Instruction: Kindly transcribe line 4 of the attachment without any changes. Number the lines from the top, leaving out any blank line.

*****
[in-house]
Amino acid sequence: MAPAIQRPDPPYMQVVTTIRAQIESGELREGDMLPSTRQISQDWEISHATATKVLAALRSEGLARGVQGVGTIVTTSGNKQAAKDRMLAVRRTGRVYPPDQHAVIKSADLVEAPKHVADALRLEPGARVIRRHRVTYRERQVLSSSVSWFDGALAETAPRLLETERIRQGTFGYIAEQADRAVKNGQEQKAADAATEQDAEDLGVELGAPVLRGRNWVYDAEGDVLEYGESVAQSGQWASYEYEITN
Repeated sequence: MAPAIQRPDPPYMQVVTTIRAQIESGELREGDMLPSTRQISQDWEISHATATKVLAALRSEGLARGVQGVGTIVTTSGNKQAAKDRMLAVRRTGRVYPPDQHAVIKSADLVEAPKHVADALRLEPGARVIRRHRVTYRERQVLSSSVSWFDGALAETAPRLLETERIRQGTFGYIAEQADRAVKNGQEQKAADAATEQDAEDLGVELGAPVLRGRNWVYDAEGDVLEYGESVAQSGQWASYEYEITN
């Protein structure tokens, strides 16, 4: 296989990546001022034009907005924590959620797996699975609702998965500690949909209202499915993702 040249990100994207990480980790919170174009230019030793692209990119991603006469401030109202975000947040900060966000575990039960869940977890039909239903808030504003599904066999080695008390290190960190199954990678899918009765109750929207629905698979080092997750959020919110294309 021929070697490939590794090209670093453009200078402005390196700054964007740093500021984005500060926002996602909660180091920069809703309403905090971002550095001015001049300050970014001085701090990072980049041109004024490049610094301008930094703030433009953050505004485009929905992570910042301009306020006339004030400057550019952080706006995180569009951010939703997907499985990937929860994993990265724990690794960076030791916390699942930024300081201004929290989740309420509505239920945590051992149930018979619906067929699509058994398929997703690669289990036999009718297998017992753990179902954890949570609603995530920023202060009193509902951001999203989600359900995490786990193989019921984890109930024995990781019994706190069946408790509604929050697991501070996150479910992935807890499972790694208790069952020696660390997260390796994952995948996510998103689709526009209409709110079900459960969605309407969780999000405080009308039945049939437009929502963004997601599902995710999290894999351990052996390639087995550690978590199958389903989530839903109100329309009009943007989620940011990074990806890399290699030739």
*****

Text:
């Protein structure tokens, strides 16, 4: 296989990546001022034009907005924590959620797996699975609702998965500690949909209202499915993702 040249990100994207990480980790919170174009230019030793692209990119991603006469401030109202975000947040900060966000575990039960869940977890039909239903808030504003599904066999080695008390290190960190199954990678899918009765109750929207629905698979080092997750959020919110294309 021929070697490939590794090209670093453009200078402005390196700054964007740093500021984005500060926002996602909660180091920069809703309403905090971002550095001015001049300050970014001085701090990072980049041109004024490049610094301008930094703030433009953050505004485009929905992570910042301009306020006339004030400057550019952080706006995180569009951010939703997907499985990937929860994993990265724990690794960076030791916390699942930024300081201004929290989740309420509505239920945590051992149930018979619906067929699509058994398929997703690669289990036999009718297998017992753990179902954890949570609603995530920023202060009193509902951001999203989600359900995490786990193989019921984890109930024995990781019994706190069946408790509604929050697991501070996150479910992935807890499972790694208790069952020696660390997260390796994952995948996510998103689709526009209409709110079900459960969605309407969780999000405080009308039945049939437009929502963004997601599902995710999290894999351990052996390639087995550690978590199958389903989530839903109100329309009009943007989620940011990074990806890399290699030739």